Perceiving and Being Perceived

An Interview with Melanie Greene


Melanie Greene is a dancer, choreographer, writer, and podcaster currently based in New Orleans. In addition to her own work, she has written about dance extensively as well as co-hosted the podcast The Dance Union. Here she discusses her recent Sapphire project that explores the Black female experience through an Afro-futuristic lens, as well as the intersections of her performance and journalistic experiences.

Melanie does a kick forward onstage.

Photo by Ian Douglas


Can you share a little about your dance history? What kinds of performance practices and in what contexts shaped who you are today?

My dance history began in 9th grade in public high school where dance was offered as a free program. Otherwise, I don’t know if I would have had the opportunity to pursue dance. It was a modern dance class in rural North Carolina. Some would say I started late, but I feel like I started right on time.

American Dance Festival came across my consciousness. I didn’t go because my parents could not afford it, but I did go to North Carolina School of the Arts for a summer intensive because my teacher, parents, and community raised the funds. Because I had so much community support, it encouraged me to keep going and continue to let them know what I’m doing. Their investment is still thriving.

When I went to college, I wanted to pursue dance, but my parents asked me to study something more marketable, so I studied Journalism and Mass Communication with a concentration in Advertising and worked in advertising for a while. That was soul sucking for me. I would go into the bathroom and dance. I left that field to get my master’s in Dance at UNC Greensboro. Once I finished my MFA, I decided to go to New York because all my professors in my program had spent time in New York. I thought it was time.

My goal for moving to New York was to continue to push my work and the ways I make work. The master’s program gave me a scaffolding for how to make work, and then in New York I realized that other choreographers weren’t listening to any of those rules and were throwing everything out the window. I wanted to start creating within a new consciousness and new way of being. New York pushed me to do that. I was in New York for seven years, and then I moved to New Orleans in 2020.

New Orleans is a unique space. I’ve been coming back and forth since 2017 to test the waters. The access to resources is different. It gives me a southern vibe with cultural vibrations like New York. My training in New York and the perspective I gained on arts and culture advocacy and policy work is funneling here and helping me understand the landscape and history better so that I can understand what’s possible for my work here.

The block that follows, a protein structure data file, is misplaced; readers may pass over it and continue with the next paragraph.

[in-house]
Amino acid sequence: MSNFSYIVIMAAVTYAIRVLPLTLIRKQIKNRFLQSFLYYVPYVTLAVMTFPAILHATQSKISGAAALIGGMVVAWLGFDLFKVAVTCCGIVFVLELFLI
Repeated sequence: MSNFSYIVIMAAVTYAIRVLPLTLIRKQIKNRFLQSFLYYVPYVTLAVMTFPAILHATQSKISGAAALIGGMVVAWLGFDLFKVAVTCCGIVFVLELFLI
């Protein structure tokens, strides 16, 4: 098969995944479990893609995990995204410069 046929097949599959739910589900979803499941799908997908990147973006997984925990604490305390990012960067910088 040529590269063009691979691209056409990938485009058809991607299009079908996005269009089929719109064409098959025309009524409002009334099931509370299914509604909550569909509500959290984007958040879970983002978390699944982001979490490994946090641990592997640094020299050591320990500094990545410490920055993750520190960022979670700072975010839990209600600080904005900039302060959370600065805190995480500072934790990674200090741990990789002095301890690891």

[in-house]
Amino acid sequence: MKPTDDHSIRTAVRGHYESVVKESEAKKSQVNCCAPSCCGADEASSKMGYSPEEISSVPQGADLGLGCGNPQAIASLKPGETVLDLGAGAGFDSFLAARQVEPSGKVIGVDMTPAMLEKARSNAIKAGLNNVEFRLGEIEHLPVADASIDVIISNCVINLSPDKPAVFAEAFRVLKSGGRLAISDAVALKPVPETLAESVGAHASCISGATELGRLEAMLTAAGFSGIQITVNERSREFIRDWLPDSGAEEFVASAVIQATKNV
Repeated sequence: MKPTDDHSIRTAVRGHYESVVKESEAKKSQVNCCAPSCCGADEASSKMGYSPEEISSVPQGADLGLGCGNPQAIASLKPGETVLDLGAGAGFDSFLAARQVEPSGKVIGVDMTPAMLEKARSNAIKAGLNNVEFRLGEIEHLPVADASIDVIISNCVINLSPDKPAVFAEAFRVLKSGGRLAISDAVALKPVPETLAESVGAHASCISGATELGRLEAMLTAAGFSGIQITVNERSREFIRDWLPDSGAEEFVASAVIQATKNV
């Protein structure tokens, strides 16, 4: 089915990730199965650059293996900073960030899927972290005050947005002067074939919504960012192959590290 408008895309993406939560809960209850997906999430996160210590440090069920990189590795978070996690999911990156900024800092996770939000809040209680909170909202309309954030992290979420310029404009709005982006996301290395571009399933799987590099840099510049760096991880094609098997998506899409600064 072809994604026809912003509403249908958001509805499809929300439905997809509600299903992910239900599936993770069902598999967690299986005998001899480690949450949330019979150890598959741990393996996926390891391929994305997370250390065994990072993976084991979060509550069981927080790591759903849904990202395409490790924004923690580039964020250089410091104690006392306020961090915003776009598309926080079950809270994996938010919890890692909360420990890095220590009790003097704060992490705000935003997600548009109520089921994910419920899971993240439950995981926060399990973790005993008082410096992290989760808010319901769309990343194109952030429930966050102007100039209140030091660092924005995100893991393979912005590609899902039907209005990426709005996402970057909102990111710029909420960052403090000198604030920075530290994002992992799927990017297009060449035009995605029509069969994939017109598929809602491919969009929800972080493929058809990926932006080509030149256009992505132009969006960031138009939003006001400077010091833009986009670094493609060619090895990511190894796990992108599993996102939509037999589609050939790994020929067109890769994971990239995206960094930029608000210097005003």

Melanie kneels onstage over papers and a book. She looks forward and her hands extend to the side.

Photo courtesy the Maggie Allesee National Center for Choreography

What was the impetus behind your Sapphire project?

When I moved to New York, I jumped into the downtown dance scene. I was seeing a lot of immersive and experimental dance with naked white women. Coming from North Carolina and a religious background, I wondered, “What’s going on here?!” And then I started to wonder, “Where are the women of color?” There was such freedom, audacity, and confidence. I wanted to know: Where are the women who look like me making this work? I started to do some research and dove into the history of Black women in the downtown dance scene. I shared my research at the CADD conference at Duke University about nudity as costume. One crucial piece of feedback I got was that neutrality (arguably achieved by these white artists during a durational state of performance) can never be afforded Black women. Accepting this truth was an invitation to explore the history of Black female representation in pop culture and different dance spaces, and if I wanted to explore this, I wondered: How could I do this safely, responsibly, and respectfully? That’s how Sapphire came about. She was a way of exploring the idea and expanding my lens. As a character from the future, she offers a nuanced way of asking why, what, and where this representation happens from a perspective of knowing and unknowing. She is our future; we are her past. In wanting to explore forms of nudity, the gold paint became a way for me to feel protected and safe. It became armor and a way for me to transform into being this curious warrior from the future looking at the past, which is our present. The more I performed the work, the gold paint begin to evolve into additional meanings.

What was the choreographic process behind both the performance and the film?